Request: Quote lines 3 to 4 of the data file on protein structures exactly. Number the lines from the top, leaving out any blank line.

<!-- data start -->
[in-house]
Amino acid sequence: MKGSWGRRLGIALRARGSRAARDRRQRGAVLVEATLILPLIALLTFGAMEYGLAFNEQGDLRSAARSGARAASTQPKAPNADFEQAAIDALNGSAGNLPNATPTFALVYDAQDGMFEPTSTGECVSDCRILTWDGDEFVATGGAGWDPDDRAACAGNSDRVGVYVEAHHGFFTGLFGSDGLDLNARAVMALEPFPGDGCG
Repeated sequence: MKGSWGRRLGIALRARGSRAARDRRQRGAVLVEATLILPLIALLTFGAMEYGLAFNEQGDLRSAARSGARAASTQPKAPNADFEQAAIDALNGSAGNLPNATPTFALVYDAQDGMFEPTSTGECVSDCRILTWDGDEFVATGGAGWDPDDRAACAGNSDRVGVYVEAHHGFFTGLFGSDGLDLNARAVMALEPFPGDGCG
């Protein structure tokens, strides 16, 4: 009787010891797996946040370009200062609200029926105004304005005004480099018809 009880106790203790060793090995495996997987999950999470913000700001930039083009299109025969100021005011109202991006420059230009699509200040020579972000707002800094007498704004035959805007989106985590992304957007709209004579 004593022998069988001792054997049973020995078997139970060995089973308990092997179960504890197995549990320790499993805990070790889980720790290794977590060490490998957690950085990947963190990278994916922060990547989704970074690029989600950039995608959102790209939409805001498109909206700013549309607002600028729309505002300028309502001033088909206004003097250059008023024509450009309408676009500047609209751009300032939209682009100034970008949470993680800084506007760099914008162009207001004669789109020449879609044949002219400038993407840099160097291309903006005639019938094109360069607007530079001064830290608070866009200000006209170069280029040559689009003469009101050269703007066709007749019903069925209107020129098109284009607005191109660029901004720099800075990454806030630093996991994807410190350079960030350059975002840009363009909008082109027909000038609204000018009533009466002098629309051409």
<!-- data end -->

Repeated sequence: MKGSWGRRLGIALRARGSRAARDRRQRGAVLVEATLILPLIALLTFGAMEYGLAFNEQGDLRSAARSGARAASTQPKAPNADFEQAAIDALNGSAGNLPNATPTFALVYDAQDGMFEPTSTGECVSDCRILTWDGDEFVATGGAGWDPDDRAACAGNSDRVGVYVEAHHGFFTGLFGSDGLDLNARAVMALEPFPGDGCG
């Protein structure tokens, strides 16, 4: 009787010891797996946040370009200062609200029926105004304005005004480099018809 009880106790203790060793090995495996997987999950999470913000700001930039083009299109025969100021005011109202991006420059230009699509200040020579972000707002800094007498704004035959805007989106985590992304957007709209004579 004593022998069988001792054997049973020995078997139970060995089973308990092997179960504890197995549990320790499993805990070790889980720790290794977590060490490998957690950085990947963190990278994916922060990547989704970074690029989600950039995608959102790209939409805001498109909206700013549309607002600028729309505002300028309502001033088909206004003097250059008023024509450009309408676009500047609209751009300032939209682009100034970008949470993680800084506007760099914008162009207001004669789109020449879609044949002219400038993407840099160097291309903006005639019938094109360069607007530079001064830290608070866009200000006209170069280029040559689009003469009101050269703007066709007749019903069925209107020129098109284009607005191109660029901004720099800075990454806030630093996991994807410190350079960030350059975002840009363009909008082109027909000038609204000018009533009466002098629309051409």